by Fred Penzel, PhD
This article was initially published in the June 2000 edition of the OCD Newsletter.
On the surface, the contamination fears associated with OCD don’t seem to be a very complicated subject. After all, dirt, germs, washing — what could be simpler? Actually, when you take a closer look, contamination is quite a bit more complicated than that.
First of all, this problem breaks down into two parts contamination obsessions and decontamination compulsions. Let us first examine the nature of obsessive contamination fears. Unlike the popular view, contamination isn’t simply limited to dirt, germs, and viruses. It can also include such things as:
- bodily excretions (urine, feces)
- bodily fluids (sweat, saliva, mucus, tears, etc.)
- household chemicals
- broken glass
- or sticky substances
- people who appear unwell shabby or unclean
- spoiled food
- soap (really!)
- dead animals
This list is by no means complete. There are practically no limits to the things that can be contaminating. From my own experience, I would guess that the fear of certain illnesses may still the leader. Many years ago cancer was one of the more commonly feared illnesses, but in the last two decades or so this seems to have been replaced by AIDS.
One unusual belief sufferers have is that very small amounts of contaminants can cover very large areas. For example, they may believe that a drop of blood or urine can somehow be spread to coat entire rooms, or even everything they own.
There is also a whole category of fears of contamination of a stranger and more magical type, which could include:
- names (of illnesses, disabilities, people who are ill, or disabled, or who have died)
- places where bad things have happened
- mental images
- overweight or unattractive people
- bad luck
Obviously, logic has little to do with these fears. The belief here is that these names, images, concepts, or the characteristics of certain people can be magically transferred, simply by thinking about them or by coming into casual contact with them. They can be every bit as disabling as the items on the previous list.
There is a further category that includes things that are more vague. For instance, there are some sufferers who fear to touch the floor, the ground, outdoors, or any public objects. When questioned about what it is they fear, they can only reply “I don’t really know, it just feels dirty to me.” There are also cases where a sufferer will get the idea that another person is contaminated in some way, although they cannot exactly say why. It may be a total stranger or a member of their immediate family.
Compulsions are the usual responses of sufferers to these fears. They may involve any protective act that an individual carries out to avoid becoming contaminated or to remove contamination that has somehow already occurred. Compulsions of this type may include:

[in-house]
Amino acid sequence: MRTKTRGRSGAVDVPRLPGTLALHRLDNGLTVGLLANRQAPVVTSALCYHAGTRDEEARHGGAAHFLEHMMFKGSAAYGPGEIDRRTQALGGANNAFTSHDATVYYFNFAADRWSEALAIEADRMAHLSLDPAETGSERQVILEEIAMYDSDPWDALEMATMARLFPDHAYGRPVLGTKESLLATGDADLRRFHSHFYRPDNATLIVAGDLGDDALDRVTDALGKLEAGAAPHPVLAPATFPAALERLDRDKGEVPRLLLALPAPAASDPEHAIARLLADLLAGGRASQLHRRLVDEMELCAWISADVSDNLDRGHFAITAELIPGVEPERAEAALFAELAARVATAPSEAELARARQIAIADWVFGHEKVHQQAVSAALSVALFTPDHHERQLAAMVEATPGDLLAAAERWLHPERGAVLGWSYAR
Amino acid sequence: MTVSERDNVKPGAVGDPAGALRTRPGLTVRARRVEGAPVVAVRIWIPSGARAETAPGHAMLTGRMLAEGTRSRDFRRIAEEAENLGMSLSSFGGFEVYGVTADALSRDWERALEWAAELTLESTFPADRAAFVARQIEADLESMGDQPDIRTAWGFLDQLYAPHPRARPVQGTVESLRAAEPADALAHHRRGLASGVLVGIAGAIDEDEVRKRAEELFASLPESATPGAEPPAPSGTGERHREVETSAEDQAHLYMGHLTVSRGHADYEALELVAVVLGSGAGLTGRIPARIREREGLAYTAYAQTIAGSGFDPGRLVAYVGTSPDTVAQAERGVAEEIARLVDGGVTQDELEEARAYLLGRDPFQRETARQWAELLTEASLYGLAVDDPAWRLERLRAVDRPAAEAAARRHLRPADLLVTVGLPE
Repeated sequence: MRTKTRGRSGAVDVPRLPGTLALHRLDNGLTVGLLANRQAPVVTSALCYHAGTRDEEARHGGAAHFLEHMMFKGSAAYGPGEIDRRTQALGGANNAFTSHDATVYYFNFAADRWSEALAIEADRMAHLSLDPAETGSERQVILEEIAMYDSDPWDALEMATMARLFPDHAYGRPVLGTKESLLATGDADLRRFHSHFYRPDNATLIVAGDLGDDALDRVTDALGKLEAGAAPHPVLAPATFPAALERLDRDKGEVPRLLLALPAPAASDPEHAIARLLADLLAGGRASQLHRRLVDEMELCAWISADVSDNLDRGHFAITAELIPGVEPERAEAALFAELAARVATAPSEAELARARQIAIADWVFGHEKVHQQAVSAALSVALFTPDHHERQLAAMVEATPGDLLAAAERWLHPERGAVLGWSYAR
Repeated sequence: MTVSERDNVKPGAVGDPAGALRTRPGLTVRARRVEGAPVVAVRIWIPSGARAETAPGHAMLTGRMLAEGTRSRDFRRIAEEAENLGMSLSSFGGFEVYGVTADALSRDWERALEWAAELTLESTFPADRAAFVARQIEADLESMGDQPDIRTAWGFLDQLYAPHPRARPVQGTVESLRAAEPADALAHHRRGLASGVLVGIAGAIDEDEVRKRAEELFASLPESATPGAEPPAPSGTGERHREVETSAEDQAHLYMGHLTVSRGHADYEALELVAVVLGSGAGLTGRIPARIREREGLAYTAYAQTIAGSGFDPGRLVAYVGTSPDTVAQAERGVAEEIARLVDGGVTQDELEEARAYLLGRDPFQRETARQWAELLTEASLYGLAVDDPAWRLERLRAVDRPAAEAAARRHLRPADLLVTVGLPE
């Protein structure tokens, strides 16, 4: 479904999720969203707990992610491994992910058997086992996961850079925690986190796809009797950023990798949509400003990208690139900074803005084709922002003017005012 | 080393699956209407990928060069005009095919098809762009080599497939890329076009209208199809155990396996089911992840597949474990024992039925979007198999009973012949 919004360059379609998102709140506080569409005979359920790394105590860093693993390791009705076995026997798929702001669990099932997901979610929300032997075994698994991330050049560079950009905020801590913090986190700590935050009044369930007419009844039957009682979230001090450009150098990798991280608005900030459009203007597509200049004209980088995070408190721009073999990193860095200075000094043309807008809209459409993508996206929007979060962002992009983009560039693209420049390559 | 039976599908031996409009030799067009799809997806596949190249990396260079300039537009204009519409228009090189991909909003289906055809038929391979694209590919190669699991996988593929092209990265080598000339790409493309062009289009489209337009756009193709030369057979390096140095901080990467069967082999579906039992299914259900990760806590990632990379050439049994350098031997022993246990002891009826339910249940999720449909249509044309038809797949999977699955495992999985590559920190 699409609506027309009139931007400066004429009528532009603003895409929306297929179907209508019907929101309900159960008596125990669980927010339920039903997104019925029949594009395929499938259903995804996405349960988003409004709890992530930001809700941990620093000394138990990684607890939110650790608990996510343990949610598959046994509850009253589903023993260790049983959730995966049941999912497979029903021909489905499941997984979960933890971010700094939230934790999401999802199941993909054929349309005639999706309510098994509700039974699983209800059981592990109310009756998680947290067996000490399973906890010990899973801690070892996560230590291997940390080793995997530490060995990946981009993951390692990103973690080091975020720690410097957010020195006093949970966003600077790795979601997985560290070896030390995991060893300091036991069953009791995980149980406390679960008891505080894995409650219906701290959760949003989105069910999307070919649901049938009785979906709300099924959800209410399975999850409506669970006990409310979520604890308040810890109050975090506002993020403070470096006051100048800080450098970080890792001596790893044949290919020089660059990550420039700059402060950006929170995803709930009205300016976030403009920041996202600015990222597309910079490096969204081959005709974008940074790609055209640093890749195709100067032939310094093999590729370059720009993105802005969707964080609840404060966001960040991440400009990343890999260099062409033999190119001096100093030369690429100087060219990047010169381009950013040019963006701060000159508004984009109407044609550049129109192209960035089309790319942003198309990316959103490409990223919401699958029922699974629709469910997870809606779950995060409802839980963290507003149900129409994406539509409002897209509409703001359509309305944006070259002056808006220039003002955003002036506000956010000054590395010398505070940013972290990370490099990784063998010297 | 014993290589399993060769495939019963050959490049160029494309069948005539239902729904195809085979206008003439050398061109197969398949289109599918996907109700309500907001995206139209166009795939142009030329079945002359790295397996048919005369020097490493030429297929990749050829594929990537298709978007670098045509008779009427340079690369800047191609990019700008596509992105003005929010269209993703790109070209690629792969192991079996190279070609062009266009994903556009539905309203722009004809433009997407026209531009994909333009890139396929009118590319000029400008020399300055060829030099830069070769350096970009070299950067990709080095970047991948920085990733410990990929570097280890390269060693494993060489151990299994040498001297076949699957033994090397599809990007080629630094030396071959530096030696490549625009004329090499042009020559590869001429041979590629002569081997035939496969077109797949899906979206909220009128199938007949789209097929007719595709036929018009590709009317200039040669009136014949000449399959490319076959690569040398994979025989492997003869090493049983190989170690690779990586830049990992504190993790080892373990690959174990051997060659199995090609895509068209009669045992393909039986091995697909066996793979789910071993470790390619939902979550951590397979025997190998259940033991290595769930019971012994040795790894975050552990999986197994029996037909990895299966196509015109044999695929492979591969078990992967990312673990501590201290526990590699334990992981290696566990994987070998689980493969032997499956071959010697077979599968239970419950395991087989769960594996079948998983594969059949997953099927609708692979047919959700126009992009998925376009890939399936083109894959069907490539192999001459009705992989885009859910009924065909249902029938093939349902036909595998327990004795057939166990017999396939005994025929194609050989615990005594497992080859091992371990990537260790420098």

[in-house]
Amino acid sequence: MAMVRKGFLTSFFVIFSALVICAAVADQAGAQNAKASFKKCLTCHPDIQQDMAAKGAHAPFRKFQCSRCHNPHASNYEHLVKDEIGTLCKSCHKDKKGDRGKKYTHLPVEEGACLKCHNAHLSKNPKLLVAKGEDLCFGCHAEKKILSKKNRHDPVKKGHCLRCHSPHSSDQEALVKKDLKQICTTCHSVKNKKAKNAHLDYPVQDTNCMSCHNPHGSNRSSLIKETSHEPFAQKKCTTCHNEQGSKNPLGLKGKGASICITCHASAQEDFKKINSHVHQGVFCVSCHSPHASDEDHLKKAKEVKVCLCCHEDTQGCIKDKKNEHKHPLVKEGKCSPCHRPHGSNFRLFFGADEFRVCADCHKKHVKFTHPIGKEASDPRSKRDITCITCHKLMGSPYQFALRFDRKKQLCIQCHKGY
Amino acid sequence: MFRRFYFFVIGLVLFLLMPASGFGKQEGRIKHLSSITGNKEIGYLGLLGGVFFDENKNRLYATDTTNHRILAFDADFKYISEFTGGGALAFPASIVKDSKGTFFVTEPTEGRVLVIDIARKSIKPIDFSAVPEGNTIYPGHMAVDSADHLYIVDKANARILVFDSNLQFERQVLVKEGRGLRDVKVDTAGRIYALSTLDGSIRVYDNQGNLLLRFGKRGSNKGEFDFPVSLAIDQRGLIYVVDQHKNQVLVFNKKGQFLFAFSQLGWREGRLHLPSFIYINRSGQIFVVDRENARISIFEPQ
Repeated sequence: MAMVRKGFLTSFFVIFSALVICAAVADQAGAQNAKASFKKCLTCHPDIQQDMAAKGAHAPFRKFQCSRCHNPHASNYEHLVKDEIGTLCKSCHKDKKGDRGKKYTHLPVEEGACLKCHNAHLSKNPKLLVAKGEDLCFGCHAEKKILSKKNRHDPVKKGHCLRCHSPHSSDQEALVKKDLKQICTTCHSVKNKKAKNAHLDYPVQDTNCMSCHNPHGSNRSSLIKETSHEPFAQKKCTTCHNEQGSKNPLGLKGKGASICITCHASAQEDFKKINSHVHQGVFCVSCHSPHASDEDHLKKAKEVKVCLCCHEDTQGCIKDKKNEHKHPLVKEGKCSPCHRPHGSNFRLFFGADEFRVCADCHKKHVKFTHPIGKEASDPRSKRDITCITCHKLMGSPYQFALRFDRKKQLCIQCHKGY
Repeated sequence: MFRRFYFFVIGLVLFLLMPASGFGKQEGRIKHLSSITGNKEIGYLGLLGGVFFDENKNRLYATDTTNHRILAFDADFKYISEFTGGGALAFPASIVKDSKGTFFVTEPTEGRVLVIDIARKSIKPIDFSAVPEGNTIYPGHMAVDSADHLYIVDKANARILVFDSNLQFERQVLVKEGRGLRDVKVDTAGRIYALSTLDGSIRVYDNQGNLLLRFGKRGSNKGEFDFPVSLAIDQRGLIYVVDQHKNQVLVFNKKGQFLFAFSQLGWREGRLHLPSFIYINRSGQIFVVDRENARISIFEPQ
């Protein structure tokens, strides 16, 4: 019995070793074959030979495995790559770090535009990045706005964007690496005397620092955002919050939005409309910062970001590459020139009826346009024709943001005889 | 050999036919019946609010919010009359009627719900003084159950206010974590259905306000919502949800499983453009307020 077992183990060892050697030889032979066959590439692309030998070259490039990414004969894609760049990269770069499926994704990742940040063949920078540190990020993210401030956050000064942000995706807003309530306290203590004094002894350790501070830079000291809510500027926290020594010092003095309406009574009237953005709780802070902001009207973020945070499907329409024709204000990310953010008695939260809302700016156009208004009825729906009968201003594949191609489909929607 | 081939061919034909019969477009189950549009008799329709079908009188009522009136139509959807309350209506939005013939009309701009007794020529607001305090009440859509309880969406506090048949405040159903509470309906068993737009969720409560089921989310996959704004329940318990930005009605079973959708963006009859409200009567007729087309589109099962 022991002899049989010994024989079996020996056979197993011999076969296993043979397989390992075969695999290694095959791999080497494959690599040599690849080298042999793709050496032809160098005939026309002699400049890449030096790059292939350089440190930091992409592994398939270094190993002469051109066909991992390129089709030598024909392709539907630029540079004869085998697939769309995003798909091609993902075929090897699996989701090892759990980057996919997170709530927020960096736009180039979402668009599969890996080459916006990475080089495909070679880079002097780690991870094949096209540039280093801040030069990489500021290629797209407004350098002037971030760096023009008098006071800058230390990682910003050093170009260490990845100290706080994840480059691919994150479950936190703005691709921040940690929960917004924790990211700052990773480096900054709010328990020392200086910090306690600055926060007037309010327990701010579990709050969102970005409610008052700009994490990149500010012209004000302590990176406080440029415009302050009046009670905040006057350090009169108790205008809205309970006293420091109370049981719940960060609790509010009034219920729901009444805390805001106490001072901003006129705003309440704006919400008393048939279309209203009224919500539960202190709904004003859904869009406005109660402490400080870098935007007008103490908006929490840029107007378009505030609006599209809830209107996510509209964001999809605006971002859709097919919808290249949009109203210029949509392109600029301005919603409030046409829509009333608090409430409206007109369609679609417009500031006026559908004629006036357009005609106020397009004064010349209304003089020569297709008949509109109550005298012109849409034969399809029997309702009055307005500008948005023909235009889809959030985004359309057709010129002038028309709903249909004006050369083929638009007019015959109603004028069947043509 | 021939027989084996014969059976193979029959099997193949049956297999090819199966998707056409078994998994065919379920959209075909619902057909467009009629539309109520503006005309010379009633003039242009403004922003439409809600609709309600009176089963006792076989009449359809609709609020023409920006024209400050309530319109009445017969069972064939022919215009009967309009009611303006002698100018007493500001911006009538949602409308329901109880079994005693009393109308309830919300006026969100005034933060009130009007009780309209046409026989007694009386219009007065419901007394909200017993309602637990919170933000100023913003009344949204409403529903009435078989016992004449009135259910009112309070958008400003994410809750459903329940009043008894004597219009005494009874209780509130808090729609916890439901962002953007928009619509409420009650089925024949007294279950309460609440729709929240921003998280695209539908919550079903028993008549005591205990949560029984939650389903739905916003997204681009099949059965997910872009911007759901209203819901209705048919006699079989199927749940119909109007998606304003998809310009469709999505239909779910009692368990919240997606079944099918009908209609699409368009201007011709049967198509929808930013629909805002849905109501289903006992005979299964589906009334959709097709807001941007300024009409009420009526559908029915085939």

- excessive and sometimes ritualized hand washing
- disinfecting or sterilizing things
- throwing things away
- frequent clothes changes
- creating clean areas off-limits to others
- avoiding certain places or touching things
Another form of compulsion can include double-checking by a sufferer to make sure that they have not become contaminated, or asking others for reassurance that this has not happened. Sufferers will sometimes repeatedly ask others to check parts of themselves they cannot reach or see, or things they cannot go near. Some will go as far as to make lists of things they believe may have happened in the past, so as not forget this vital information.
In an attempt to keep clean and minimize compulsions, some sufferers will create two different worlds for themselves; one clean and one dirty. When contaminated they can move freely about their dirty world and touch and do anything, since everything in it is already contaminated. Nothing in it has to be cleaned or avoided. Clothes that are considered contaminated must be worn when living in this zone. This dirty world usually takes in most of the outside world, and can also include parts of their home or work areas. It may even extend to having a dirty car to be driven only when contaminated. They may also be able to live freely in their clean world as long as they themselves are clean when they enter it and also stay that way. The clean world is usually a much more restricted area than the dirty one, and is often limited to special places at home or at work. There may also be a clean car which can only be driven when clean. The two worlds may exist side-by-side like parallel universes that are never allowed to meet.
For magical types of contamination the solution is often a magical decontamination ritual designed to remove or cancel out the problem, thought, name, image, or concept. Saying special words or prayers, thinking opposing or good thoughts to cancel out bad thoughts, and doing actions in reverse, are just some of the compulsions that can be seen. Sometimes the usual washing or showering may even be part of the magical ritual.
“Washers” as they are referred to are probably the most visible among those with contamination obsessions. It is not unusual for them to wash their hands fifty or more times per day. In more extreme cases, hands may be washed up to 200 times per day. Showers can take an hour or longer, and in severe situations can last as long as eight hours.